• Enabled VCL TEdit to work correctly with the new Ease of Access Text Cursor in recent versions of Windows. This way, we bring back accessibility to the IDE, which was disabled by default due to that issue. Using JAWS with the IDE should now work (again) by default.
  • NumberBox improvements when working with negative values.
  • ProgressBar State is now supported under VCL Styles.

Visual Assist for C++

  • Solved an issue where VA was left with a cache if a file was closed unsaved.
  • Renaming now also renames event handlers.
  • Renaming a component will include renaming it in the designer, a missing feature in 12.0.
  • Code completion on object properties is now working correctly.
  • Code completion results no longer show unexpected values.
  • Solved an issue where code completion was not triggering.
  • Solved an issue where VA was not working on 3rd party libraries.
  • #include preprocessor directive autocomplete with < and “” should now work correctly.
  • Minor UI improvements on menus.

Other Libraries

RAD Studio 12.1 introduces the following improvements in the database space:

  • Improved the TIBDataSet editor (IBX).
  • Added FireDAC support for Firebird version 5. This includes support for parallel operation in TFDFBBackup for Firebird 5.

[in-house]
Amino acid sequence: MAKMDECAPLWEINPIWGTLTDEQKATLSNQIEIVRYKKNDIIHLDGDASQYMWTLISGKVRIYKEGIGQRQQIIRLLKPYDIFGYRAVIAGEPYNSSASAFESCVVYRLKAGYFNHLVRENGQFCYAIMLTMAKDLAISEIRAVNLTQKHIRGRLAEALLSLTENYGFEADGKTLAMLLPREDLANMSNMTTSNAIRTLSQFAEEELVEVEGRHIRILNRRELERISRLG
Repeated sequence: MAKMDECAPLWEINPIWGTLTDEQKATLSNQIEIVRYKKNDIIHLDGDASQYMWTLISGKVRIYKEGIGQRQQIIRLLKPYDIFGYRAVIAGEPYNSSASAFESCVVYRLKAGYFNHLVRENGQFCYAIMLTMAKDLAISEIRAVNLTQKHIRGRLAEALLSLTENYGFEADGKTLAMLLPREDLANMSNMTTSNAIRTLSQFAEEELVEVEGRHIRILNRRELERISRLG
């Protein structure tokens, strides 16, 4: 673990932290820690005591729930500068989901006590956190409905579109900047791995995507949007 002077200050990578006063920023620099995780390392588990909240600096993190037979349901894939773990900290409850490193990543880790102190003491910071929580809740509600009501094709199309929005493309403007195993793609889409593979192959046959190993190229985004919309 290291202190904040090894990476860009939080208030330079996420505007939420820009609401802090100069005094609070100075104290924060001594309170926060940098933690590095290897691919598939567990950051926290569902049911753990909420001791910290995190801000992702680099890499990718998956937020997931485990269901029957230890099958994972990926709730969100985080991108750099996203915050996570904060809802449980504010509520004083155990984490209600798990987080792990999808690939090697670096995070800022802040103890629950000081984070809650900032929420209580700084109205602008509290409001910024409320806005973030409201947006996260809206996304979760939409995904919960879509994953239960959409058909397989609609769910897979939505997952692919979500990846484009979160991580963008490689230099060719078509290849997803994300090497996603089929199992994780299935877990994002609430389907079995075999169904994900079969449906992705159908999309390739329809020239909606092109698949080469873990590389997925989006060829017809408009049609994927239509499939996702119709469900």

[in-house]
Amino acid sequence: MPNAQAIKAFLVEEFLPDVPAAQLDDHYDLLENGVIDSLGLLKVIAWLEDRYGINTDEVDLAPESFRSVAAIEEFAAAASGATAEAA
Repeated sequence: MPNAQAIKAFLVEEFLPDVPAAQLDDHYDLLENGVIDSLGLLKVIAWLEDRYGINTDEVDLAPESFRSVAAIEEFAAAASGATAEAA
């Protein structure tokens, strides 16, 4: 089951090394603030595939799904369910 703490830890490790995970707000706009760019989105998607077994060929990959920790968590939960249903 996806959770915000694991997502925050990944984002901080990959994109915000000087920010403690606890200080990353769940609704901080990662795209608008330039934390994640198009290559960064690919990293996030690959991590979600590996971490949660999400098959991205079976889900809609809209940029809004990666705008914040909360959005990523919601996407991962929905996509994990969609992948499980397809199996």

• Added FireDAC support for PostgreSQL version 16.
  • The latest versions of IBToGo and IBLite (aligned with InterBase 2020 Update 5) should now work on Android.

In FireMonkey, 12.1 includes the following:

  • On macOS, transparent bitmaps saved to non-transparent formats behave like on Windows (i.e., the transparent color will turn black).

In the Internet space, 12.1 includes the following:

  • TRestClient supports using certificates from the local machine list and not only from the current user list.
  • Support for web hex color syntax in StringToColor function.
  • The ability for the REST Debugger to copy values from table cells.
  • Ability to change the username of RAD Server users.

See Also